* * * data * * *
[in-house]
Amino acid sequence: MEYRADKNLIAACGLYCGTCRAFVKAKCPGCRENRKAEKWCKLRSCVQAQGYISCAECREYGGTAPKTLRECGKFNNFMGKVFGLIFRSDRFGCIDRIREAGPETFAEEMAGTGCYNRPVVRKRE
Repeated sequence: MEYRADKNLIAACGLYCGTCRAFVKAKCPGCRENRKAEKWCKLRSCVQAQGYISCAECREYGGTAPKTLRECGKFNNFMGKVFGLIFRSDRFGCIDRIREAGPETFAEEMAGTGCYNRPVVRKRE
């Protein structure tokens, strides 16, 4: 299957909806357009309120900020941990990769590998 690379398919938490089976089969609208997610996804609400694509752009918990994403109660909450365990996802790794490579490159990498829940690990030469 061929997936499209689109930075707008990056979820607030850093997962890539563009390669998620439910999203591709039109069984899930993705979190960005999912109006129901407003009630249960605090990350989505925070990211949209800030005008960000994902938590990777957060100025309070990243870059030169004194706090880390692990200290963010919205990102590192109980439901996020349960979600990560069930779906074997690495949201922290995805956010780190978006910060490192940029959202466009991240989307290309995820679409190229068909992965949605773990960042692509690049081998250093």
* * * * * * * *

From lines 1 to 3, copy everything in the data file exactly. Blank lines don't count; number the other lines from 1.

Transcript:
[in-house]
Amino acid sequence: MEYRADKNLIAACGLYCGTCRAFVKAKCPGCRENRKAEKWCKLRSCVQAQGYISCAECREYGGTAPKTLRECGKFNNFMGKVFGLIFRSDRFGCIDRIREAGPETFAEEMAGTGCYNRPVVRKRE
Repeated sequence: MEYRADKNLIAACGLYCGTCRAFVKAKCPGCRENRKAEKWCKLRSCVQAQGYISCAECREYGGTAPKTLRECGKFNNFMGKVFGLIFRSDRFGCIDRIREAGPETFAEEMAGTGCYNRPVVRKRE